It’s hard to imagine the leaders at the Michigan Unemployment Insurance Agency could find a way to create another self-inflicted wound, but somehow they did.

And, frankly, we probably shouldn’t expect better from a state agency that has a decades-long track record of missteps, a hall of fame of sorts that memorializes some of the worst bureaucratic bumbling imaginable.

The agency’s most recent fumble adds to a long line of what appear to be efforts to place blame for officials’ deficiencies and mistakes on the people the UIA was created to help.

It’s further confirmation that the Michigan UIA’s worst problems aren’t technological, they’re cultural—an apparent systemic inability to quickly disclose, take responsibility for and fix mistakes.

We’re talking about errors that often injure our neighbors who are doing their darndest to raise themselves from a low point in life—the loss of a job, of income, of stability. We’re also talking about the agency that was created to help folks bridge those valleys and find solid footing on the other side.

The COVID-19 pandemic and economic fallout from measures enacted to slow the virus’ spread sent millions of Michiganders into unemployment in a matter of weeks in mid-2020. The throngs of newly-unemployed who scrambled to register for benefits—money that would ensure they could continue paying bills during a near shutdown of our economy—ran into a bureaucratic brick wall. They found an agency utterly unprepared for and unable to address such a broad catastrophe.

Worse, the months that followed have been marked by misstep after misstep and career bureaucrats who seem fixated on blaming the unemployed for their mistakes.

Take for example the latest UIA debacle unfolding.

UIA officials disclosed during the past few months that they incorrectly interpreted federal guidelines for enhanced unemployment benefits and included four incorrect criteria in their registration system that may have incorrectly allowed about 500,000 Michiganders to receive benefits. Turns out that disclosure came several months after the feds notified agency leaders of the potential problem in January.

When they finally disclosed the problem, agency leaders said they would require those half million people, many who still are working through the financial fallout from being unemployed for a period, to re-register for those already paid benefits. Some could see those benefits rescinded even though in 2020 they followed all the rules and had registered for and received benefits the agency said they were entitled to.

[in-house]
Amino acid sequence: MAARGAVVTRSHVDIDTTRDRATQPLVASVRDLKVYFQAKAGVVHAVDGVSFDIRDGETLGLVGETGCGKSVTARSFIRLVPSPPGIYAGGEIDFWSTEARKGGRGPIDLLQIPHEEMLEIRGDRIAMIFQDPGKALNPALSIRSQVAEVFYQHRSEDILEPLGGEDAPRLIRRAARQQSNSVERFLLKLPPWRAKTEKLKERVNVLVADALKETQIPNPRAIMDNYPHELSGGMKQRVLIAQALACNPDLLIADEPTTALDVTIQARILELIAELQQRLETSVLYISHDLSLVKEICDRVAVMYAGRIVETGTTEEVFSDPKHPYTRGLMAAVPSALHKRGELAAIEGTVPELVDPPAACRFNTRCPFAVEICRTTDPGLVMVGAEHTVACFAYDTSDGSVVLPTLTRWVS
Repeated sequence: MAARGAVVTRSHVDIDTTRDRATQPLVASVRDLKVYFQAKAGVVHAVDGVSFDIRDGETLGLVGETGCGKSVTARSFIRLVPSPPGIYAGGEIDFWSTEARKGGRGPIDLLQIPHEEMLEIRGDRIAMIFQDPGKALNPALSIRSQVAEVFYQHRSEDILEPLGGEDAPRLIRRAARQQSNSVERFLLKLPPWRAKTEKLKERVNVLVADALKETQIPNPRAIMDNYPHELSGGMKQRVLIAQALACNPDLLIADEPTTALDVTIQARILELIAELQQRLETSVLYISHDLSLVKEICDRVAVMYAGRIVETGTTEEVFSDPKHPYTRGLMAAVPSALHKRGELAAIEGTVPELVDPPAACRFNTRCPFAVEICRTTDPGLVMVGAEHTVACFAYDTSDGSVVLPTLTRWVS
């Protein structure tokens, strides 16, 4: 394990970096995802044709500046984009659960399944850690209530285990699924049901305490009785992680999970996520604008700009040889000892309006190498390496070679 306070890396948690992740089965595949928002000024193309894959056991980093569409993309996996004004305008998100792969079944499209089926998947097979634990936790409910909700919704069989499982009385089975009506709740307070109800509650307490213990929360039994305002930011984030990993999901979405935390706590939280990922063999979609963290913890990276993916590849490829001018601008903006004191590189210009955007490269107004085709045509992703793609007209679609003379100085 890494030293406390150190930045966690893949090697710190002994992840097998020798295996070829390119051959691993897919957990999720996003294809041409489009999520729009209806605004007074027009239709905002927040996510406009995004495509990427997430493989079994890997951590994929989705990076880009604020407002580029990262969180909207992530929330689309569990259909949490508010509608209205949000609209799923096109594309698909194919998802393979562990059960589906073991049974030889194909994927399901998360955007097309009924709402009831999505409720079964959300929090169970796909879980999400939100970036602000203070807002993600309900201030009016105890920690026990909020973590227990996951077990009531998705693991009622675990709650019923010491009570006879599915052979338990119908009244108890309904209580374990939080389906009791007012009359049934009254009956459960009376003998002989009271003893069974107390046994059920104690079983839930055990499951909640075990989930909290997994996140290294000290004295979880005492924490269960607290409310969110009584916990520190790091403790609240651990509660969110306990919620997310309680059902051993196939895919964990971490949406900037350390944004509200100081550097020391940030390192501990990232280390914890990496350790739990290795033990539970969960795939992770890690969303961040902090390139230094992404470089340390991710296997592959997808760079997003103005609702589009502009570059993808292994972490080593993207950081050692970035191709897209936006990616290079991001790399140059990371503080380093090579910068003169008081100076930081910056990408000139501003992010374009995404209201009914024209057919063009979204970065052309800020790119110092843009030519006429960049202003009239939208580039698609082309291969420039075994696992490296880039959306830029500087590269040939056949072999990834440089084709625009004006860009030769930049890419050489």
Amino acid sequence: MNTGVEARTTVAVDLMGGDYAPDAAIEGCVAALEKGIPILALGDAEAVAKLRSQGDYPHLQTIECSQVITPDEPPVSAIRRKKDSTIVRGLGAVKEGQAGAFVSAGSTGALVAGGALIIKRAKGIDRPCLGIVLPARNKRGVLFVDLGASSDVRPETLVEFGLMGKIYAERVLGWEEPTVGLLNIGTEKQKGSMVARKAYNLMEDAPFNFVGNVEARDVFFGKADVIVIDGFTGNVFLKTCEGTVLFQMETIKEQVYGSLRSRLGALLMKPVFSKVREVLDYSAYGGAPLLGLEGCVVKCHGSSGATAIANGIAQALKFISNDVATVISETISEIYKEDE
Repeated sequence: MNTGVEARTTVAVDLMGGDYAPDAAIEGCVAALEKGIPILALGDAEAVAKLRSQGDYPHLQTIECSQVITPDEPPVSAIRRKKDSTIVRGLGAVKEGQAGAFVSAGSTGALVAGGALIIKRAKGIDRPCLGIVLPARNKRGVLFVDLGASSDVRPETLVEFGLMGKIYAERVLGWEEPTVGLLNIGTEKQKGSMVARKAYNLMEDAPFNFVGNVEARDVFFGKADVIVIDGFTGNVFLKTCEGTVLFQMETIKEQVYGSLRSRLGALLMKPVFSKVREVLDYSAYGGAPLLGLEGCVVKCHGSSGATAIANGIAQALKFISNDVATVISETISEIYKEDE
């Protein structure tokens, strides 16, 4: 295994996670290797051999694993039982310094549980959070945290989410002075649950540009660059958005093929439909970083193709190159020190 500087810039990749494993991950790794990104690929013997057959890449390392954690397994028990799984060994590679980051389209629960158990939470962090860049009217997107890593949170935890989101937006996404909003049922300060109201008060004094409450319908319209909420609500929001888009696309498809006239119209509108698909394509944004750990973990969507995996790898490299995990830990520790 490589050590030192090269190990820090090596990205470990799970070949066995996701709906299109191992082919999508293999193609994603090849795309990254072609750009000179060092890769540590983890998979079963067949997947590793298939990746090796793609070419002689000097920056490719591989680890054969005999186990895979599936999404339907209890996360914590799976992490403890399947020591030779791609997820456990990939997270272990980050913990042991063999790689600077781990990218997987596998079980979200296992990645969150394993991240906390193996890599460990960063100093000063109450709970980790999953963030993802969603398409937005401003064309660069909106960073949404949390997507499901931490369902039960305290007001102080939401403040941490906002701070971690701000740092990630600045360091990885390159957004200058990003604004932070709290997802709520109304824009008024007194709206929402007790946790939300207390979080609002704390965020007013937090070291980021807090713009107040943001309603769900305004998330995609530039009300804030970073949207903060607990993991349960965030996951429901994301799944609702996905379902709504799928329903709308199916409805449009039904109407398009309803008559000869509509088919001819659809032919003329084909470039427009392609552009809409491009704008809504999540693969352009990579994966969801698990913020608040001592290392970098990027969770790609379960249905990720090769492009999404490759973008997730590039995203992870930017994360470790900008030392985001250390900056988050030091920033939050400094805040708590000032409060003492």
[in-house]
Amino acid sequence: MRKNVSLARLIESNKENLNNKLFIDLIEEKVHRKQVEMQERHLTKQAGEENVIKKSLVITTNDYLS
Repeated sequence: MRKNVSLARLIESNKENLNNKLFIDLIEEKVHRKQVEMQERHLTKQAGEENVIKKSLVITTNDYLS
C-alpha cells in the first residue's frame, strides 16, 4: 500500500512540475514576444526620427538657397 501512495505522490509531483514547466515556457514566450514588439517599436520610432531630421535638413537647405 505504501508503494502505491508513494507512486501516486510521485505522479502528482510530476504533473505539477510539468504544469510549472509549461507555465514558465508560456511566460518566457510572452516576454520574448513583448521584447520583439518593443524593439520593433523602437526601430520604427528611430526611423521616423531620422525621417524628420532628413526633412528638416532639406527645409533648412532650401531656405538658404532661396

Thankfully, under pressure from just about everyone in the state who lives with a conscience and common sense—including this editorial board—UIA leaders later shifted their plans and announced they would refrain from clawing back payments made as a result of their flub.

For at least a moment, it appeared the institutional culture at UIA may have begun to find its moral compass.

Then came the letters.

A short time later, we began receiving word from some of those 500,000 people who qualified for payments under the four categories the agency has since invalidated. Cabinet makers, day care workers, contractors—people whose livelihoods were halted temporarily in the shutdown.

Many received a flurry of letters in August notifying them that they had incorrectly received benefits, that the payments they already received now are “denied” and that they “owe restitution”.

For many, those letters—a mélange of bureaucratic jabbering—go on in precise detail to list the amount the agency overpaid and note that despite the recipient violating a state law in receiving the payments, the agency is gracefully not collecting.

Those screeds are unnecessarily frightening to nearly half a million of our neighbors. Worse, they cast as some sort of law breakers the people who correctly navigated the agency’s god-awful registration system, answered a list of qualification questions honestly and received unemployment aid.

The letters are simply the latest in a string of mishandled crises at the agency that span decades—don’t forget this is the same UIA that gutted innocent, vulnerable people’s finances after it installed an automated fraud detection system that ran amok while bureaucrats ignored clearly erroneous findings. That same system still is at work at UIA today.

In the best case, a well-working UIA would follow a strong moral compass that guides it to help those in need while vigorously pushing back against the hucksters and fraudsters who would take advantage of its altruism.

Unfortunately the Michigan UIA seems to have misplaced or broken its compass. Or maybe it simply never had one.